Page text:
By Michael Hart
A SEMA Show panel discussion of some of the industry’s most famous and successful hot-rod builders will include: Bobby Alloway, Alloway’s Hot Rod Shop; Mike and Jim Ring, Ringbrothers; Troy Trepanier, Rad Rides by Troy; Alan Johnson, Johnson’s Hot Rod Shop; and Pete Chapouris, SO-CAL Speed Shop.
If you’re starting your career as a builder, or even just thinking about it, you can’t miss Thursday morning’s session on “Building Tomorrow’s Hot Rod” at the SEMA Show.
Rick Love of Vintage Air will lead a panel discussion with some of the industry’s most famous and successful builders.
“These are six of the premier builders in the industry today,” Love said. “Every award you can win is represented in that group.”
Joining Love on the panel will be:
- Bobby Alloway, Alloway’s Hot Rod Shop
- Mike and Jim Ring, Ringbrothers
- Troy Trepanier, Rad Rides by Troy
- Alan Johnson, Johnson’s Hot Rod Shop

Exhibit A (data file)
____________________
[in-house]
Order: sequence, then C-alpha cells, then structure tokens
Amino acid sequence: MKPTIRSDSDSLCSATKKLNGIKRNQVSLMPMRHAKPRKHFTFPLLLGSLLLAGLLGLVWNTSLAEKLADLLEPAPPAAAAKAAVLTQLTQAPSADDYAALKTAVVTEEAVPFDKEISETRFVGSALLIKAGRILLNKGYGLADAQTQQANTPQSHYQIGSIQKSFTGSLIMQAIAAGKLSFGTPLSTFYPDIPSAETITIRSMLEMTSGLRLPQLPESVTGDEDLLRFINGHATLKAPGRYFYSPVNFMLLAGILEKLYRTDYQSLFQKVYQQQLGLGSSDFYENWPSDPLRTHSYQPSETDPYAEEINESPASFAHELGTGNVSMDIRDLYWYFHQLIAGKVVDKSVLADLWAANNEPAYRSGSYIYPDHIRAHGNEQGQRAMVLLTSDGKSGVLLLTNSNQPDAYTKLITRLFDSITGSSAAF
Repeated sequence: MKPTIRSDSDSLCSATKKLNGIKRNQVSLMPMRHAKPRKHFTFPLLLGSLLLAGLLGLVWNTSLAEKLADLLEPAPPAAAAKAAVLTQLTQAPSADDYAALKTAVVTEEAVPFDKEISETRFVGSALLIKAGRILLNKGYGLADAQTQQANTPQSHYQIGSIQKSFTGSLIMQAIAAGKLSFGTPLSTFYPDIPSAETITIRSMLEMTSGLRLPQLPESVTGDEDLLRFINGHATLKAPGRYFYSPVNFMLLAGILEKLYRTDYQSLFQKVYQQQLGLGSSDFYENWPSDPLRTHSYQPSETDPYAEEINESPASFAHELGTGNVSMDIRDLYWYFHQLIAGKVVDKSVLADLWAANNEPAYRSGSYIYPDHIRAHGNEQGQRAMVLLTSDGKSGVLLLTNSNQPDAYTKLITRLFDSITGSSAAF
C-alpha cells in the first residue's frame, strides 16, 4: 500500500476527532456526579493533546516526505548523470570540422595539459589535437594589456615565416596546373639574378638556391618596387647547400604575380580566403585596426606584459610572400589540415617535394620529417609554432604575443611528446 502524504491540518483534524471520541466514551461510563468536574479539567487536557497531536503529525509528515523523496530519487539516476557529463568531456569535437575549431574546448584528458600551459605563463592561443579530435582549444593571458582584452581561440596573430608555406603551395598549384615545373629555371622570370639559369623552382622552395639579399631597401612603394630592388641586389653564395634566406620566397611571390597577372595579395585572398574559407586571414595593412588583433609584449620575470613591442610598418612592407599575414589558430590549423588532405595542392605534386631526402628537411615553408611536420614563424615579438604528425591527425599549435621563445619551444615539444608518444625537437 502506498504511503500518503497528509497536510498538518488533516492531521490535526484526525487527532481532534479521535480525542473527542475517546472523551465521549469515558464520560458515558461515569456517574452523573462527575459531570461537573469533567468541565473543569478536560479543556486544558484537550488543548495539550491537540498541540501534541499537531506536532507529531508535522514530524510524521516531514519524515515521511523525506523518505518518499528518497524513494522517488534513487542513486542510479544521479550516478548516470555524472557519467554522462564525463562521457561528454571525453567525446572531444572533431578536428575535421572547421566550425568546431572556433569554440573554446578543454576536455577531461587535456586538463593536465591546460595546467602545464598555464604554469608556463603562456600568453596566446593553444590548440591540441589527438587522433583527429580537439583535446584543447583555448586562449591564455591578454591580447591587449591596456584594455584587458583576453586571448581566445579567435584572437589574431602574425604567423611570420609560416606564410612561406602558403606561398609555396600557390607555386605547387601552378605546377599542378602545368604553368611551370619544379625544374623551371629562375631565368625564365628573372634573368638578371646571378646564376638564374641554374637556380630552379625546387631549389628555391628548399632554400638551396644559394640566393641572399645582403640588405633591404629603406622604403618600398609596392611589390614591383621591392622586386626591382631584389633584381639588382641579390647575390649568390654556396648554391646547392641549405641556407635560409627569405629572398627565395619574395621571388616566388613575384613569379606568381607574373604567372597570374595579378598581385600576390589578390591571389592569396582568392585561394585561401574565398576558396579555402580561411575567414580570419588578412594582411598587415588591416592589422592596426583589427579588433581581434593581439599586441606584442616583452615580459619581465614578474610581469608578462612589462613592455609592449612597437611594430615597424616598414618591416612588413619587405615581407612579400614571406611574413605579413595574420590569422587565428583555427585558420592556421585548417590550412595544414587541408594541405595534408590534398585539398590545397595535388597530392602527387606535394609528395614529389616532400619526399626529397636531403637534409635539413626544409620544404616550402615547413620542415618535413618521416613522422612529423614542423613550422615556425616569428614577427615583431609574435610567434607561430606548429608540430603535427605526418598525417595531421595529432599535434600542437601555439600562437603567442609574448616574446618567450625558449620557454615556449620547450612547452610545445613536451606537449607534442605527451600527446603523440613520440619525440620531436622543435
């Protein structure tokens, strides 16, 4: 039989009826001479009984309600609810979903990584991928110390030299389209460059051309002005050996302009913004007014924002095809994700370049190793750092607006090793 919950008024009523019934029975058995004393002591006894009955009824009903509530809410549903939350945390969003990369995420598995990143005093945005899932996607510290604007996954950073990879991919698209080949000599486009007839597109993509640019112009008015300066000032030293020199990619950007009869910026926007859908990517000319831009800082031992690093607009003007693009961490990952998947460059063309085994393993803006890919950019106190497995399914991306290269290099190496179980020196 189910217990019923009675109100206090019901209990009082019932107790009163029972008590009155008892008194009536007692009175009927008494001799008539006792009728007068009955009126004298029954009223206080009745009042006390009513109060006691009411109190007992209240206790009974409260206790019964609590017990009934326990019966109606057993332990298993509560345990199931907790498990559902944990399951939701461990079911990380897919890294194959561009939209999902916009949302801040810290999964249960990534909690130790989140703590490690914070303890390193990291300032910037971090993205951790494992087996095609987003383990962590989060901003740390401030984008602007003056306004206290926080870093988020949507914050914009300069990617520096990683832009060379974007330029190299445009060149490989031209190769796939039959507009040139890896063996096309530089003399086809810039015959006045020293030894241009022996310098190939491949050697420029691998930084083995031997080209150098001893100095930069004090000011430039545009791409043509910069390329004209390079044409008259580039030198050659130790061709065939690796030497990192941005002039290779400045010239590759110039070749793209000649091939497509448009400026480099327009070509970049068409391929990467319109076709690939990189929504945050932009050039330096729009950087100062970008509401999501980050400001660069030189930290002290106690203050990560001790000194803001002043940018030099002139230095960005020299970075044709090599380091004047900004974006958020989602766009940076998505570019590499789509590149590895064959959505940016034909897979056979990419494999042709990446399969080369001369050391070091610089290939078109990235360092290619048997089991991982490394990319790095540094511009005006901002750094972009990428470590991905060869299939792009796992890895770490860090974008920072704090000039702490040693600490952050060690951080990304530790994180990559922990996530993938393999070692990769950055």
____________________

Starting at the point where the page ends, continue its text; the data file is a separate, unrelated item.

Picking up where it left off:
- Pete Chapouris, SO-CAL Speed Shop
Love said the traditional hot-rod and street-machine segment of the industry is undergoing something of a revival today.
“So this is an opportunity for a young person starting out in his shop, or a young builder, or just somebody who aspires to be a builder to hear from the best in the business,” he said.
Love said he will begin by asking all the panelists how they got started, what’s the best advice anybody ever gave them and what’s the best advice they have for any ambitious builder today before opening the discussion for questions from what is sure to be a standing-room-only crowd.
There should be some interesting anecdotes too.
“It’s going to be an entertaining session,” Love said. “I’ve been with this bunch of guys before, so I know there’ll be some pretty good banter among them.”
Not only is the panel diverse in terms of geography—with builders from Southern California all the way to Alabama and Chicago—it also represents the wide range of styles in hot-rod building today.
“There’s nobody that builds a more traditional hot rod than a Bobby Alloway or a Pete Chapouris,” Love said.
But you’ve also got somebody like Trepanier, who is famous for his Bonneville street liners.
“You just have a whole lot of segments of the hot-rod industry represented in that bunch of guys,” Love said.